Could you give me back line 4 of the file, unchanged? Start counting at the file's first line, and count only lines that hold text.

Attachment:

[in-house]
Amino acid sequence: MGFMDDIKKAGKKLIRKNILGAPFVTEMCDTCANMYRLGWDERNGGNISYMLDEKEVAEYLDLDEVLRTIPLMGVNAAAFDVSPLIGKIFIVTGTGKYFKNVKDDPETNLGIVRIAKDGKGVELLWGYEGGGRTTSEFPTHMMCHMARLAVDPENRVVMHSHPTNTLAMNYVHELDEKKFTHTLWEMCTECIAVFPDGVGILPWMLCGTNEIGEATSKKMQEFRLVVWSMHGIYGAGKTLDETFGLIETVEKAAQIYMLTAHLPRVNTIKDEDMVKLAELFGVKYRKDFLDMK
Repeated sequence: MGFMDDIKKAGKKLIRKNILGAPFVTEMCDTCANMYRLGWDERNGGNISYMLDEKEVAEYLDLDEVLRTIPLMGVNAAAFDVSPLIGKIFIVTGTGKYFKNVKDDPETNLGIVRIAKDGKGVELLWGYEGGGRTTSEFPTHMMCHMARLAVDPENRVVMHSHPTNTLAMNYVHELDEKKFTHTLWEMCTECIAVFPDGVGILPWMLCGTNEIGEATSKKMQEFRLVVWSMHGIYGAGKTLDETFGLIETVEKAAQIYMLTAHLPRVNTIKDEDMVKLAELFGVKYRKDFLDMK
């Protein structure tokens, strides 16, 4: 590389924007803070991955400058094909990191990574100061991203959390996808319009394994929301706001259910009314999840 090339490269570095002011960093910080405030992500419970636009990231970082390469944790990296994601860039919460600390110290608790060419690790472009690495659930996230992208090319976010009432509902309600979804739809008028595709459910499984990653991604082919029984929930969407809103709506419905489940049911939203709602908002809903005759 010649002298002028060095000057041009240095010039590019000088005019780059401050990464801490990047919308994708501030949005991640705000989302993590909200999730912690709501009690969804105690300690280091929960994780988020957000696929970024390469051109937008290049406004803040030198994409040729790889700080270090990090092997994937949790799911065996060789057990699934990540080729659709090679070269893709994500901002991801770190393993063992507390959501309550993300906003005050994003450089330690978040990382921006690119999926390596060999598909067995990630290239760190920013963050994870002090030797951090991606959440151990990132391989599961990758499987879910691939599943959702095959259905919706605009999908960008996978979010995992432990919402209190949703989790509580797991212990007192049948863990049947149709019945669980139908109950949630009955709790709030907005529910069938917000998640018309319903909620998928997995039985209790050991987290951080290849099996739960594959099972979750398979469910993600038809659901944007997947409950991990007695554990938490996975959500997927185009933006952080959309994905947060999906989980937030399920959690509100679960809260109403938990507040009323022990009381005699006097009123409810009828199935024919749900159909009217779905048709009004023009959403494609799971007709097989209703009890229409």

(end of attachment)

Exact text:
């Protein structure tokens, strides 16, 4: 590389924007803070991955400058094909990191990574100061991203959390996808319009394994929301706001259910009314999840 090339490269570095002011960093910080405030992500419970636009990231970082390469944790990296994601860039919460600390110290608790060419690790472009690495659930996230992208090319976010009432509902309600979804739809008028595709459910499984990653991604082919029984929930969407809103709506419905489940049911939203709602908002809903005759 010649002298002028060095000057041009240095010039590019000088005019780059401050990464801490990047919308994708501030949005991640705000989302993590909200999730912690709501009690969804105690300690280091929960994780988020957000696929970024390469051109937008290049406004803040030198994409040729790889700080270090990090092997994937949790799911065996060789057990699934990540080729659709090679070269893709994500901002991801770190393993063992507390959501309550993300906003005050994003450089330690978040990382921006690119999926390596060999598909067995990630290239760190920013963050994870002090030797951090991606959440151990990132391989599961990758499987879910691939599943959702095959259905919706605009999908960008996978979010995992432990919402209190949703989790509580797991212990007192049948863990049947149709019945669980139908109950949630009955709790709030907005529910069938917000998640018309319903909620998928997995039985209790050991987290951080290849099996739960594959099972979750398979469910993600038809659901944007997947409950991990007695554990938490996975959500997927185009933006952080959309994905947060999906989980937030399920959690509100679960809260109403938990507040009323022990009381005699006097009123409810009828199935024919749900159909009217779905048709009004023009959403494609799971007709097989209703009890229409």